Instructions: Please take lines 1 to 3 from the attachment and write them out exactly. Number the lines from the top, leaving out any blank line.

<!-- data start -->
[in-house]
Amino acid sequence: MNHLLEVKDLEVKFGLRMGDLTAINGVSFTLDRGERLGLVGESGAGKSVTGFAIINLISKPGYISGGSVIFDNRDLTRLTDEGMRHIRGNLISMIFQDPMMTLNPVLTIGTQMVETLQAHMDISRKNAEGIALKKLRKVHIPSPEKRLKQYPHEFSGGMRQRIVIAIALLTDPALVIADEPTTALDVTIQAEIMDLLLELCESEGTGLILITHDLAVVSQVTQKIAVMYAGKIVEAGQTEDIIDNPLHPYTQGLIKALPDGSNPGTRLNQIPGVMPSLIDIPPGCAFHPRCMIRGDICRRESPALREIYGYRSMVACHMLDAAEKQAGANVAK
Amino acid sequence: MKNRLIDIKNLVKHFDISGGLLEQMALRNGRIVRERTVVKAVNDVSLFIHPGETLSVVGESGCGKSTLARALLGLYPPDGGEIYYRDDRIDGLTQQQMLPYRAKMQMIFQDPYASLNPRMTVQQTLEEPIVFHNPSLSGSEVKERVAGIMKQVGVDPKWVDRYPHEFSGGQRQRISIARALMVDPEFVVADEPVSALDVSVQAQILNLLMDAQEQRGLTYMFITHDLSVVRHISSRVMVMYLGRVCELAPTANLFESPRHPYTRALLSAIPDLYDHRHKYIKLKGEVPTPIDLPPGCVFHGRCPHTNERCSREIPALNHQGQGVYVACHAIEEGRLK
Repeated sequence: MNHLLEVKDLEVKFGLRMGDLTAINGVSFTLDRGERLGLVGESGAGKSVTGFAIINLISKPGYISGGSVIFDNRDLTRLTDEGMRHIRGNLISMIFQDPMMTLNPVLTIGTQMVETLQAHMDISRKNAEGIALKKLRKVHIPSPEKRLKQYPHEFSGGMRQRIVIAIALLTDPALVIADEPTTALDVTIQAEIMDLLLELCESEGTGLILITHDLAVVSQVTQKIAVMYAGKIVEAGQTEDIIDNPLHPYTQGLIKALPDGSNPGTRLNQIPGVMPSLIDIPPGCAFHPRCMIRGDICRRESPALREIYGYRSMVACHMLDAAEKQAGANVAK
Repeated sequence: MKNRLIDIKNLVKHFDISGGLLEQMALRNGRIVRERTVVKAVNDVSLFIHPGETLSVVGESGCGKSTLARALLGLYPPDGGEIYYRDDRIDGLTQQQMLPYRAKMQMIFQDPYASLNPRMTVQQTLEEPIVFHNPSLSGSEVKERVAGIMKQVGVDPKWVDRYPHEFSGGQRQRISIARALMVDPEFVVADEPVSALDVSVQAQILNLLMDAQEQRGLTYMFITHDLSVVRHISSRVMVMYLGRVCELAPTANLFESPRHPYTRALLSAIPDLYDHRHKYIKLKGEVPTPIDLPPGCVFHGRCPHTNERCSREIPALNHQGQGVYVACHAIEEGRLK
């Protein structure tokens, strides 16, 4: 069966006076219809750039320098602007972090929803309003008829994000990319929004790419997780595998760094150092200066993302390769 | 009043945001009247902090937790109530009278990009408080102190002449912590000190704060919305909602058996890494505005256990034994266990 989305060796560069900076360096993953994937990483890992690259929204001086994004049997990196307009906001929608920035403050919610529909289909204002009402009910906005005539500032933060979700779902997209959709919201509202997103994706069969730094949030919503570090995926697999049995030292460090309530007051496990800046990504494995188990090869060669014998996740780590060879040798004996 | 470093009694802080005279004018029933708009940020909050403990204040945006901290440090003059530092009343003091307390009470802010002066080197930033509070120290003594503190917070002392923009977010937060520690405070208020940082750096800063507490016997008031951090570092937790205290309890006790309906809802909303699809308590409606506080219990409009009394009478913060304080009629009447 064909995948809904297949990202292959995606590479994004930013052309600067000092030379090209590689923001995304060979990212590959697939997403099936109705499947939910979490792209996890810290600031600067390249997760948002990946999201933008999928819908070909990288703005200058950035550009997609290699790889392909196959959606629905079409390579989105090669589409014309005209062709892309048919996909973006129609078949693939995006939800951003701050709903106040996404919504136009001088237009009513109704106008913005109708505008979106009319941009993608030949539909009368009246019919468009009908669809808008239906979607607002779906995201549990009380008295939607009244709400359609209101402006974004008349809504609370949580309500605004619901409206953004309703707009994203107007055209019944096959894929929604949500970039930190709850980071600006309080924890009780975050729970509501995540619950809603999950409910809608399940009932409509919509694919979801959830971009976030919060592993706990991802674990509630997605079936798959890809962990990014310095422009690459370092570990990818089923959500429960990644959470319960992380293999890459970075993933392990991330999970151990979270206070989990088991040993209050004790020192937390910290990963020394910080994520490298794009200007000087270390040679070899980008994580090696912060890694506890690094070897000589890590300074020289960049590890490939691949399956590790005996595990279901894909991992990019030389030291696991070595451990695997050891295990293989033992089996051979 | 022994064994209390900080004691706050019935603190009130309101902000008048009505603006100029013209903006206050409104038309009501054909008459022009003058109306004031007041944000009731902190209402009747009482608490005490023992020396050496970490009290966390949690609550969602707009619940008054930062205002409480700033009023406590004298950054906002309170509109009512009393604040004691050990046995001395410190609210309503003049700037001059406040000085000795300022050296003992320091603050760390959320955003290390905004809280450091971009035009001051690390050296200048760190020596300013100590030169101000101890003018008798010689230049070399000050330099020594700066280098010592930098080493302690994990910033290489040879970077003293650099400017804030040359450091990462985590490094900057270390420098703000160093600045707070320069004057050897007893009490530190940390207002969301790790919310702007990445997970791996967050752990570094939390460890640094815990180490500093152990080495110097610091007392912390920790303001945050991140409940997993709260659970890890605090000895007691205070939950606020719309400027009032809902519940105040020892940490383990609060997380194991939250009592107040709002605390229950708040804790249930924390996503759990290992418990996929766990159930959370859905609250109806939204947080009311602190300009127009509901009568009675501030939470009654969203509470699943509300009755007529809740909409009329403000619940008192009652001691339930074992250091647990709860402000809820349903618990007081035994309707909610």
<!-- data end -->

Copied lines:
[in-house]
Amino acid sequence: MNHLLEVKDLEVKFGLRMGDLTAINGVSFTLDRGERLGLVGESGAGKSVTGFAIINLISKPGYISGGSVIFDNRDLTRLTDEGMRHIRGNLISMIFQDPMMTLNPVLTIGTQMVETLQAHMDISRKNAEGIALKKLRKVHIPSPEKRLKQYPHEFSGGMRQRIVIAIALLTDPALVIADEPTTALDVTIQAEIMDLLLELCESEGTGLILITHDLAVVSQVTQKIAVMYAGKIVEAGQTEDIIDNPLHPYTQGLIKALPDGSNPGTRLNQIPGVMPSLIDIPPGCAFHPRCMIRGDICRRESPALREIYGYRSMVACHMLDAAEKQAGANVAK
Amino acid sequence: MKNRLIDIKNLVKHFDISGGLLEQMALRNGRIVRERTVVKAVNDVSLFIHPGETLSVVGESGCGKSTLARALLGLYPPDGGEIYYRDDRIDGLTQQQMLPYRAKMQMIFQDPYASLNPRMTVQQTLEEPIVFHNPSLSGSEVKERVAGIMKQVGVDPKWVDRYPHEFSGGQRQRISIARALMVDPEFVVADEPVSALDVSVQAQILNLLMDAQEQRGLTYMFITHDLSVVRHISSRVMVMYLGRVCELAPTANLFESPRHPYTRALLSAIPDLYDHRHKYIKLKGEVPTPIDLPPGCVFHGRCPHTNERCSREIPALNHQGQGVYVACHAIEEGRLK